Hey there, movie buffs and popcorn pals! 🍿🎥 Ever wondered why some folks have been scratching their heads over Chinese modern movies?
Buckle up for a ride as we unveil the secrets behind these not-so-popular flicks! From curious cultural clashes to adventurous artistic choices, we’ll navigate through the maze of reasons that leave audiences raising an eyebrow.
Why Chinese Movies Are So Bad?
Lack of Originality: Many Chinese movies are criticized for lacking originality and relying on imitation. The filmmakers often try to recreate the sensation of watching Hollywood films rather than developing their own unique storytelling style and identity.
Identity Crisis: There is a perceived identity crisis in Chinese cinema. The rapid economic growth and globalization in China have led to a loss of cultural identity and a desire to conform to Western standards. Chinese blockbusters attempt to mimic Hollywood movies, resulting in knock-off films that lack a distinct Chinese voice.
Emulating Western Cinema: Chinese films often try to replicate the success of Western films, particularly Hollywood, by adopting similar plots, visual effects, and storytelling techniques. This emphasis on imitation rather than innovation can lead to a lack of originality and quality in Chinese movies. (2 Exampels are set below.)
Chinese folks have a special talent for copying not just movies, but also famouse brands, putting their unique twist on everything they create!
Lack of Compelling Stories: With the expansion of the film industry in China, more people have the opportunity to make movies. However, not everyone has a compelling story to tell. The focus on commercial success and profit sometimes overshadows the importance of meaningful storytelling and creative expression.
Technical and Creative Limitations: Some Chinese movies have been criticized for their technical shortcomings, such as poor CGI or incoherent storytelling. These limitations may stem from a lack of experience or resources in certain aspects of filmmaking.
Chinese Cars Movie Knockoff
“The Autobots” is considered a Chinese knock-off of Pixar’s “Cars” due to the following similarities and copying of elements:
- English Title: “The Autobots” adopts a similar English title to Pixar’s “Cars,” using the term “Autobots,” which is strongly associated with the “Transformers” franchise. This title choice seems intended to capitalize on the success and recognition of both “Transformers” and “Cars.”
- Character Design: “The Autobots” shamelessly copies the anthropomorphic car character designs from Pixar’s “Cars.” The main characters in “The Autobots” are smart cars with personalities and characteristics similar to those of the cars in “Cars.”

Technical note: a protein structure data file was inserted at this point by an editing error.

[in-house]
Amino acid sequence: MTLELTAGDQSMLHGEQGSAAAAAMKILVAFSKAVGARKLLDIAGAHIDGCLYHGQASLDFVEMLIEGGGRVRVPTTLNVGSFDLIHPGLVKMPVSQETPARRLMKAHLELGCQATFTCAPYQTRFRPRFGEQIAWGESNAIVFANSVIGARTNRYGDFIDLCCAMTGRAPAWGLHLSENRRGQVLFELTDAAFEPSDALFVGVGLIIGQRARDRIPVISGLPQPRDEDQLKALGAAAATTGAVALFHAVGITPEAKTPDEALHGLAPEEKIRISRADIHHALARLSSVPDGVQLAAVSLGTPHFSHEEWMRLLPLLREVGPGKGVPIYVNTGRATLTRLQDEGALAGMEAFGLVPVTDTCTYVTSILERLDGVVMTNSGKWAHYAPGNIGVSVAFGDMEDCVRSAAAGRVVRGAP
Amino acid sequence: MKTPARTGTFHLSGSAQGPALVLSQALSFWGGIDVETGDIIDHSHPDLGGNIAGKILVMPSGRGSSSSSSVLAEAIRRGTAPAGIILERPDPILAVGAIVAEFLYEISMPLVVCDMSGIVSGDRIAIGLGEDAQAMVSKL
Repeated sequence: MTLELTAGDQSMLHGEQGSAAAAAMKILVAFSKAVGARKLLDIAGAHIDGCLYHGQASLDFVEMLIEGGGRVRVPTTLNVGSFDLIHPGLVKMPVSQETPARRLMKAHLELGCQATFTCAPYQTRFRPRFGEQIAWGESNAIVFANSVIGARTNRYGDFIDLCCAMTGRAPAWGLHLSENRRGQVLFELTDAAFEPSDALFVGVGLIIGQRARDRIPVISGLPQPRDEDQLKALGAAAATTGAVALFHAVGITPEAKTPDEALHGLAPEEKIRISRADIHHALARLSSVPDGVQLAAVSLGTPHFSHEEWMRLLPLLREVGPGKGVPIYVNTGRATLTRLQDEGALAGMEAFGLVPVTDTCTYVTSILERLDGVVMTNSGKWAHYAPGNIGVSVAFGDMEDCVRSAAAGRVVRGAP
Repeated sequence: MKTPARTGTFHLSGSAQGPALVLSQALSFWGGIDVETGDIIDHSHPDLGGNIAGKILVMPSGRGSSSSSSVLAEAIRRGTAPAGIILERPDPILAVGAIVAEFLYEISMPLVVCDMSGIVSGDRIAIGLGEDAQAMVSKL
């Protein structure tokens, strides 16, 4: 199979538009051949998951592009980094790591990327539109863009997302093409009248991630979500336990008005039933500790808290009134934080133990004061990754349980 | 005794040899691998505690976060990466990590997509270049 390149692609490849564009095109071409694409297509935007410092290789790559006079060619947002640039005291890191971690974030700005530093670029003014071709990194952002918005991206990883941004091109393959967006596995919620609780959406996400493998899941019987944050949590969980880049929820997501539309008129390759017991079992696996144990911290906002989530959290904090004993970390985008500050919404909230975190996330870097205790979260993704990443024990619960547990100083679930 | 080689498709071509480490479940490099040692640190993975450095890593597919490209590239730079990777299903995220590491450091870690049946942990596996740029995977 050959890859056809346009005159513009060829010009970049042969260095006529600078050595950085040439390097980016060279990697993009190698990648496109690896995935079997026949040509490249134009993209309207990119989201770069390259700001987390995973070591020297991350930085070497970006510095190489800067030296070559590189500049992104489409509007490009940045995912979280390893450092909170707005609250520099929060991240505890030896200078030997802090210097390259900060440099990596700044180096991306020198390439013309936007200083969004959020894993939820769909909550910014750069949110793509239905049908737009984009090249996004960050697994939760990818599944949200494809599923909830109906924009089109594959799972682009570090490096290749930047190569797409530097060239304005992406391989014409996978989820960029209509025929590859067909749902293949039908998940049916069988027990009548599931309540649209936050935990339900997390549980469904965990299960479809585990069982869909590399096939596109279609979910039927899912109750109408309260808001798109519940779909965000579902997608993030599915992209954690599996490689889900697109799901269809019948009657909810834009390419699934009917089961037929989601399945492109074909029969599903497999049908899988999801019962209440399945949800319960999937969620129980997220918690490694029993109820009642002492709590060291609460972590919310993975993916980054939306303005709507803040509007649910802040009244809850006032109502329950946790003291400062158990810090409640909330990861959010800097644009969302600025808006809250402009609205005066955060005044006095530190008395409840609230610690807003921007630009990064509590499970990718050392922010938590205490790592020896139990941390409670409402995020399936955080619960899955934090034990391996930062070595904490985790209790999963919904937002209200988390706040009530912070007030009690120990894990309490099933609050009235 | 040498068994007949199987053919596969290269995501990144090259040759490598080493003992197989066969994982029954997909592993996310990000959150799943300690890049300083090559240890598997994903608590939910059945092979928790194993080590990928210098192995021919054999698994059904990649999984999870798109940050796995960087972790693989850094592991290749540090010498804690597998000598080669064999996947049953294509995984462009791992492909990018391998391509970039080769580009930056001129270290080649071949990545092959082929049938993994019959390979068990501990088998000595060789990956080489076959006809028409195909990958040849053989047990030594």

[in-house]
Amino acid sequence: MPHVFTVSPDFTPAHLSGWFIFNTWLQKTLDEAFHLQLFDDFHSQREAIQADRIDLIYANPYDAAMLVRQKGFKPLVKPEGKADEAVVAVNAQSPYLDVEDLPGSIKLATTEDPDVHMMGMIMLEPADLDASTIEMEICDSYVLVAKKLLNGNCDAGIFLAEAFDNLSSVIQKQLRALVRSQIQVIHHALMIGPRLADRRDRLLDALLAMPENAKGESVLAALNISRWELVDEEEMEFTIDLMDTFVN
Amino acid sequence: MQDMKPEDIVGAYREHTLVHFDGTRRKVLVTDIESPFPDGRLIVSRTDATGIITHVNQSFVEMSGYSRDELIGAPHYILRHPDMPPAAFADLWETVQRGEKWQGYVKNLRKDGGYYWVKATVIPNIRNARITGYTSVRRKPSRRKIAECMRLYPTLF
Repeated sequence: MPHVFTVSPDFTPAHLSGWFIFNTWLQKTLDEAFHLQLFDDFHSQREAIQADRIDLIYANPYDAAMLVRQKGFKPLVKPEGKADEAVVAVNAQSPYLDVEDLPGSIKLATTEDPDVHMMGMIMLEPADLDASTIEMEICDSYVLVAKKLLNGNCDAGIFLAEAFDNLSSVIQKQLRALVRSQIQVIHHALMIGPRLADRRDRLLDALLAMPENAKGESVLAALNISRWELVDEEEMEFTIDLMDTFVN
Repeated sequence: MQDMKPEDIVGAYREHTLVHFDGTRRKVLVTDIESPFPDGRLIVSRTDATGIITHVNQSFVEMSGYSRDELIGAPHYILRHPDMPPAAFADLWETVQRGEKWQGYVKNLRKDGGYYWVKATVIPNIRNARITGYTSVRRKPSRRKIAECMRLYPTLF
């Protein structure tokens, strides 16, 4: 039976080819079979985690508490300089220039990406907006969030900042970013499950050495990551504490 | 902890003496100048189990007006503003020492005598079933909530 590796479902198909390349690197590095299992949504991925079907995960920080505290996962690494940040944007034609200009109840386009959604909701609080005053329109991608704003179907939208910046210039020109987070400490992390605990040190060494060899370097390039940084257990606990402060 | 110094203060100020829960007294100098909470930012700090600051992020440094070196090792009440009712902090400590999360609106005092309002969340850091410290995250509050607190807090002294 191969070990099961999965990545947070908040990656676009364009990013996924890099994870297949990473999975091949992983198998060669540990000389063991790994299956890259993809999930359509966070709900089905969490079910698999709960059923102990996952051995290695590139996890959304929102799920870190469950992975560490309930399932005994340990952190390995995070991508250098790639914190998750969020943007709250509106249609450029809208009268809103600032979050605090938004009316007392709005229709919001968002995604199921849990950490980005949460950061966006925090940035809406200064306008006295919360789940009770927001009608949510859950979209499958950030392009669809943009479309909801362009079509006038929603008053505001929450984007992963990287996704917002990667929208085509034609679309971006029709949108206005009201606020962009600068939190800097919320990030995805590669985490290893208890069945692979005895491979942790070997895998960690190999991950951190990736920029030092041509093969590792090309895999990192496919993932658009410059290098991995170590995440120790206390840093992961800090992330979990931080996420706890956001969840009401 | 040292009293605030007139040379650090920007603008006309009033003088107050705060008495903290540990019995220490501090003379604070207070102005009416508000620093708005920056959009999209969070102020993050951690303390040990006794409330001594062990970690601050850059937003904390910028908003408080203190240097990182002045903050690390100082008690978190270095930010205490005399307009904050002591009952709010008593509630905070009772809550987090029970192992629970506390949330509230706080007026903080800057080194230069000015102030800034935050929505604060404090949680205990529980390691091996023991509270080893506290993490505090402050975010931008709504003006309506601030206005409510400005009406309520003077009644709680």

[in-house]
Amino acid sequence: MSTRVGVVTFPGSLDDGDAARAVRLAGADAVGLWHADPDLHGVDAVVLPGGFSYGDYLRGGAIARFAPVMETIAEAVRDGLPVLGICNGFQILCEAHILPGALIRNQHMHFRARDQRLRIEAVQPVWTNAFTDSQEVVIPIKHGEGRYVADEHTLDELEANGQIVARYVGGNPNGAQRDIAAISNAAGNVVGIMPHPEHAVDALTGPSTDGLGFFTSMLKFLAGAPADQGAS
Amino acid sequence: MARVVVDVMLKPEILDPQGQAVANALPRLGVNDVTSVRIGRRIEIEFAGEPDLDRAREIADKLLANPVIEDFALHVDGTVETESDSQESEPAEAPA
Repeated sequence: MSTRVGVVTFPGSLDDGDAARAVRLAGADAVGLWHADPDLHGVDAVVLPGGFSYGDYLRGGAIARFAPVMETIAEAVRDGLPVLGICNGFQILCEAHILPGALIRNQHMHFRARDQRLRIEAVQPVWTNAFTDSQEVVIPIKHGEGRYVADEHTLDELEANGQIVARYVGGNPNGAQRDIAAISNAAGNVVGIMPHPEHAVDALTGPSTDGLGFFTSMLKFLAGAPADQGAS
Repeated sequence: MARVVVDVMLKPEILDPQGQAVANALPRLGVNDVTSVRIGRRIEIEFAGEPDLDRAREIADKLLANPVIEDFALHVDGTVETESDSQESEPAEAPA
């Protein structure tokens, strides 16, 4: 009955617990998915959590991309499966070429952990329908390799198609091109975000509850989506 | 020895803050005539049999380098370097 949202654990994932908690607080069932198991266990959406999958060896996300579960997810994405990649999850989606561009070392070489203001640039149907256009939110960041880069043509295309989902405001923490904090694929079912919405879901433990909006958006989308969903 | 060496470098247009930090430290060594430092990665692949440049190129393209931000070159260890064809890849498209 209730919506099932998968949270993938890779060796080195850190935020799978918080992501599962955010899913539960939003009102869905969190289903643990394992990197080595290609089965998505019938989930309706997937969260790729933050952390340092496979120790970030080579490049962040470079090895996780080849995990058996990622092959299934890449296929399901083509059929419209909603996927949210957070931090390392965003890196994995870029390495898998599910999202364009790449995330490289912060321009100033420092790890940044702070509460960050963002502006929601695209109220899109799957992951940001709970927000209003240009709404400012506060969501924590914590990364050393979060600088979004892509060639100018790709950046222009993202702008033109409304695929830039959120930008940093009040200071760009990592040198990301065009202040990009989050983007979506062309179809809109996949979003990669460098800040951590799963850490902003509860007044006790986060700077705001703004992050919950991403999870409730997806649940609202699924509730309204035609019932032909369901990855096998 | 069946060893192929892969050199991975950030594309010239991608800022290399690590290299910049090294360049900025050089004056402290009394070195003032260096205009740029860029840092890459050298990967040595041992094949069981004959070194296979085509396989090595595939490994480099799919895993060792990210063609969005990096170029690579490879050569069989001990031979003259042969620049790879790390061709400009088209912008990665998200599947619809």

- Poster Resemblance: The poster for “The Autobots” bears more resemblance to the poster of “Cars 2” than to the actual content of the film. This deliberate choice of poster design further emphasizes the attempt to mimic the visuals of the successful Pixar movie.
- Chinese Title: The Chinese title of “The Autobots” is also inspired by “Cars,” likely to strengthen the association with the beloved Pixar film and attract Chinese audiences who may already be familiar with the title “Cars.”
- Racing Theme: Both “The Autobots” and “Cars” center around racing themes. In “Cars,” the characters are anthropomorphic race cars, and in “The Autobots,” the characters are racing cars competing in a championship.
Chinese Top Gun Movie
The Chinese movie “Born to Fly” seems to draw inspiration and similarities from the iconic Hollywood movie “Top Gun.” Here are some ways it appears to copy elements from “Top Gun”:
- Fighter Pilot Theme: Both movies revolve around the lives of fighter pilots, highlighting their training, camaraderie, and aerial combat skills.
- Maverick-like Protagonist: Similar to Maverick in “Top Gun,” “Born to Fly” likely features a charismatic and skilled protagonist who challenges the status quo and excels in the cockpit.
- Dogfighting Scenes: Just like “Top Gun,” “Born to Fly” is likely to showcase intense dogfighting sequences, where the pilots engage in thrilling aerial battles.
- Aerial Cinematography: Both movies are expected to feature stunning aerial cinematography, capturing the excitement and intensity of flying fighter jets.
- Military Rivalry: In both films, there’s probably a theme of military rivalry and competition, where the protagonists strive to prove themselves as the best among their peers.